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data retention

It has long been accepted that data protection, has by and large been a poor relation in the world of compliance, and in particular never been a good bed fellow of the money laundering regulations, with the two of them often conflicting with one another.

However, up until now, with the data protection supervising authority’s enforcement powers paling into insignificance when compared to the penalties for breaches of money laundering laws and regulations, the latter has always flexed its muscles and won the day.

Is that all about to change however, with the implementation of GDPR and its new enforcement powers being made available to the data protection supervising authorities?

There has always been, and there will remain post GDPR, a fine line to be tread in relation to data retention, with differing and competing pieces of legislation generating different requirements of the financial sector.

In the UK for example, we have:

  • Money Laundering Regulations – 5 years after the transaction has been executed or 5 years after the relationship has ended. This does not include internal and external Suspicious Activity Reports, Court Orders and the like, which should be held indefinitely for a firm’s own protection, as well as the personal protection of the Money Laundering Reporting Officer.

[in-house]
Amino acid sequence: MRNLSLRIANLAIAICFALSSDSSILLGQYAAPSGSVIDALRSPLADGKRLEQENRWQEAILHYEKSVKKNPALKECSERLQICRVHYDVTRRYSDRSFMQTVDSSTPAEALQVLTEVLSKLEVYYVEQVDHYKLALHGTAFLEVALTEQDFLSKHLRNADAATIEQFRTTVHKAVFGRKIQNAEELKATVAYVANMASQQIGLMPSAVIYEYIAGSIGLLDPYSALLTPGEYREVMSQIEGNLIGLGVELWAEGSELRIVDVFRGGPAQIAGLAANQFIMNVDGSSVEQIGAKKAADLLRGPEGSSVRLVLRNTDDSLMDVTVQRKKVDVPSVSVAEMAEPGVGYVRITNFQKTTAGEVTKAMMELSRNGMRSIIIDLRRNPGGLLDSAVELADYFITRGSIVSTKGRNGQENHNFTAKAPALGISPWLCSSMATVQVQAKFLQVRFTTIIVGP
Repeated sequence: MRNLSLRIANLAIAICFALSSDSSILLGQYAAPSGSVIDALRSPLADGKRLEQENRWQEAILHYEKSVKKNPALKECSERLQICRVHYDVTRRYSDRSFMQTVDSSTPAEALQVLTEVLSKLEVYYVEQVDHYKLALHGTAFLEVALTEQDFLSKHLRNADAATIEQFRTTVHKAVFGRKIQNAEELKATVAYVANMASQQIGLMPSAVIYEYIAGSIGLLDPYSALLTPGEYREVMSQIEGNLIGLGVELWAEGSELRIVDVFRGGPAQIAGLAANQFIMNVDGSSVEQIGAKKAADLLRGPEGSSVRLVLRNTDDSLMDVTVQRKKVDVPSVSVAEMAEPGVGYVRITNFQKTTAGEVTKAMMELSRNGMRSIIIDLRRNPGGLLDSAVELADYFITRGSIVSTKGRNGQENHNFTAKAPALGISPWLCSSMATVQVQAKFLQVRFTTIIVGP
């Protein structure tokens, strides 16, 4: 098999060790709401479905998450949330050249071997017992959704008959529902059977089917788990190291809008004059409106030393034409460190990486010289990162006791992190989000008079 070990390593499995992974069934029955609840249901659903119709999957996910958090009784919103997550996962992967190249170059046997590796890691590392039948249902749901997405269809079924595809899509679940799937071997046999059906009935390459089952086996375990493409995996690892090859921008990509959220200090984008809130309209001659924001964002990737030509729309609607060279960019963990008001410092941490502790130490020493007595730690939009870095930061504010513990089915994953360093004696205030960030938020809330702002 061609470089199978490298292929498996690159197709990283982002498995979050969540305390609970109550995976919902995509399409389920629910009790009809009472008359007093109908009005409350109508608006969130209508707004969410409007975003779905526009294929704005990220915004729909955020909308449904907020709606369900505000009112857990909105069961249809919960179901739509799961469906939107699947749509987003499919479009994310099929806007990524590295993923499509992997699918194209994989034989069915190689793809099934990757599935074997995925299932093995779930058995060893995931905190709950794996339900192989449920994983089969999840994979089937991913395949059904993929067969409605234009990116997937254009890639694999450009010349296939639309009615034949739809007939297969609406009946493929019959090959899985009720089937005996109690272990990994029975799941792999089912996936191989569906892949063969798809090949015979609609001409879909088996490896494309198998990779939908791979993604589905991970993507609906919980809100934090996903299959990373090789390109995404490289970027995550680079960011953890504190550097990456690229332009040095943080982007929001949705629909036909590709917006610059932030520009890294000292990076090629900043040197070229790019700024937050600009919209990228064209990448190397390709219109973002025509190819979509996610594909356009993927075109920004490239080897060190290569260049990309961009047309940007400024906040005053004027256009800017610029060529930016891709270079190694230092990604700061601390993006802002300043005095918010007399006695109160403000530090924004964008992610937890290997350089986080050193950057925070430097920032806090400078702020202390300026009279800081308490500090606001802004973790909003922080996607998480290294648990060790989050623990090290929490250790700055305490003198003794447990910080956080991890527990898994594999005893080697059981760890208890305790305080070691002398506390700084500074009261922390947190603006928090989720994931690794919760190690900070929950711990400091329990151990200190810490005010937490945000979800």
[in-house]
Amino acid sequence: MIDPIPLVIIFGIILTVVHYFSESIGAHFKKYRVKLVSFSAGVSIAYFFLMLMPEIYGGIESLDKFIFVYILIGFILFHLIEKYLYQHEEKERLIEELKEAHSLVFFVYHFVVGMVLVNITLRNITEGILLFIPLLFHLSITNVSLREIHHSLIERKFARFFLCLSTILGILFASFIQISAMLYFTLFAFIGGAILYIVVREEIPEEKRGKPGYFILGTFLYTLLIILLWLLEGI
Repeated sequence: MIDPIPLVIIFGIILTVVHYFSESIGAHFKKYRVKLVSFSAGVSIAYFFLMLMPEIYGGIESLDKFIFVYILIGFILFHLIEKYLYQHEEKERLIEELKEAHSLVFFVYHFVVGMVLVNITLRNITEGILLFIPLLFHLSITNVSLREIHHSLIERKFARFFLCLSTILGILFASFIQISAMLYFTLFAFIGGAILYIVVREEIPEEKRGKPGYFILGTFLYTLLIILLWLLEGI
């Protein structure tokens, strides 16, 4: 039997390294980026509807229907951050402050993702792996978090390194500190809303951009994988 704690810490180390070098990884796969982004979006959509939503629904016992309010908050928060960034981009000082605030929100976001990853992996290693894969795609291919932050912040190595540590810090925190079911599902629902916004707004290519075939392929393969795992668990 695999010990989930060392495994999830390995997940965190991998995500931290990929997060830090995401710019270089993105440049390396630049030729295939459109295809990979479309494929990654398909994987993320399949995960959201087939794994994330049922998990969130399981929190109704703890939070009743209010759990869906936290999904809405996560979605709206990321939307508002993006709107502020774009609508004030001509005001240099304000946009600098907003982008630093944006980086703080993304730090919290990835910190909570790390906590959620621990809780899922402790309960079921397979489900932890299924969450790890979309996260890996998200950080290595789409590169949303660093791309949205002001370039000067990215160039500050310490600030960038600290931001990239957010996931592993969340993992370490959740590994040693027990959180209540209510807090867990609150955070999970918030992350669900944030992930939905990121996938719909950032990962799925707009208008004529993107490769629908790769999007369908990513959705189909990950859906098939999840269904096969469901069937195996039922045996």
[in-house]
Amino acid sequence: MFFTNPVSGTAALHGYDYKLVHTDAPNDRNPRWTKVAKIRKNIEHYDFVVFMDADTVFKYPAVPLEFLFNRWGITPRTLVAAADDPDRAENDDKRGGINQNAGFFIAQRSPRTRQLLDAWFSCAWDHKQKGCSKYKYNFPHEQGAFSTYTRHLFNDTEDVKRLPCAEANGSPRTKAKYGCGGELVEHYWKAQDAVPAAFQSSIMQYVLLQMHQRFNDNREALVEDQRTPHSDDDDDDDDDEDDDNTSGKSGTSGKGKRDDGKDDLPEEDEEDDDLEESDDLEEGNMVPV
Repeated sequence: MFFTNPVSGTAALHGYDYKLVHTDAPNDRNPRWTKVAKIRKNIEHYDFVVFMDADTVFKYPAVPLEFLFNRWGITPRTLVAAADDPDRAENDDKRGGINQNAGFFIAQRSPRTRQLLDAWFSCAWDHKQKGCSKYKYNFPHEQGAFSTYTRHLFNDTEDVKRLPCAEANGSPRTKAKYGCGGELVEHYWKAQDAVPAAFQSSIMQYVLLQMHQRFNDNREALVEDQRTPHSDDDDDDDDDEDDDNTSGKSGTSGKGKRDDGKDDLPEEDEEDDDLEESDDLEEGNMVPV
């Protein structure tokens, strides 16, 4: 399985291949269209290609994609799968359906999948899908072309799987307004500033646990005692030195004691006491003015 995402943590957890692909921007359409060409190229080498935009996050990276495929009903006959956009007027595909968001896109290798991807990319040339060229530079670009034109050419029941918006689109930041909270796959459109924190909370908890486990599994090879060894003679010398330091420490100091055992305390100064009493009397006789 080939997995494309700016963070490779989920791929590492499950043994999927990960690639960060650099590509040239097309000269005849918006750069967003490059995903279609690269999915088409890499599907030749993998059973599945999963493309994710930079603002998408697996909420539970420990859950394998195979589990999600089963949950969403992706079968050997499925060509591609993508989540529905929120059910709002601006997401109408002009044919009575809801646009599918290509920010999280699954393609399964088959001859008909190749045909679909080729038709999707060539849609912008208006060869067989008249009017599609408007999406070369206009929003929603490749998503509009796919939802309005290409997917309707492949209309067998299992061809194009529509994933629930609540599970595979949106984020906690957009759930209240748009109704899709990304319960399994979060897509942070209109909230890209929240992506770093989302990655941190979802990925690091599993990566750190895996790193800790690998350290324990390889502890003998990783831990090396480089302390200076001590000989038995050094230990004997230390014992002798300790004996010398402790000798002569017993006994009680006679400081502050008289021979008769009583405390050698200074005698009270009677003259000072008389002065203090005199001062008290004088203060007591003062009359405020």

• Statute of Limitations – a claim can made up to 6 years after an event.
  • Data Protection – data should only be retained for as long as is necessary for the purpose for which it was intended.

Data retention and GDPR

However, the conflict here can be simple, yet the consequences of getting it wrong are quite serious.

For example, a request is received to change a customer’s address, once that request has been verified and actioned, the notification is technically no longer required, as the purpose for which it was intended no longer exists. A statement or other correspondence is subsequently issued with the customer’s name and new address on it, which eventually forms part of a pack of ID&V documents used to fraudulently open a bank account, into which the proceeds of crime are deposited, before being moved onto to another account.

In time, the customer contacts the firm to advise that they did not at any time notify them of an address change, and thus the firm is left not being able to prove that it acted in good faith, and on the wrong end of a money laundering and fraud investigation, yet alone any other issues regarding its customer’s identity being stolen and the implications of that for the customer.

In view of this type of scenario, firms have thus far, always retained data for as long as possible, as there was no real stick for the supervising authorities to beat them with for doing so, but now, under GDPR with applicable fines ranging between €10 million or 2% of global annual turnover and €20million or 4% of global annual turnover, will firms now start to take a very different approach to compliance? Will they risk retaining data for longer than can be argued as necessary?

Time will tell.

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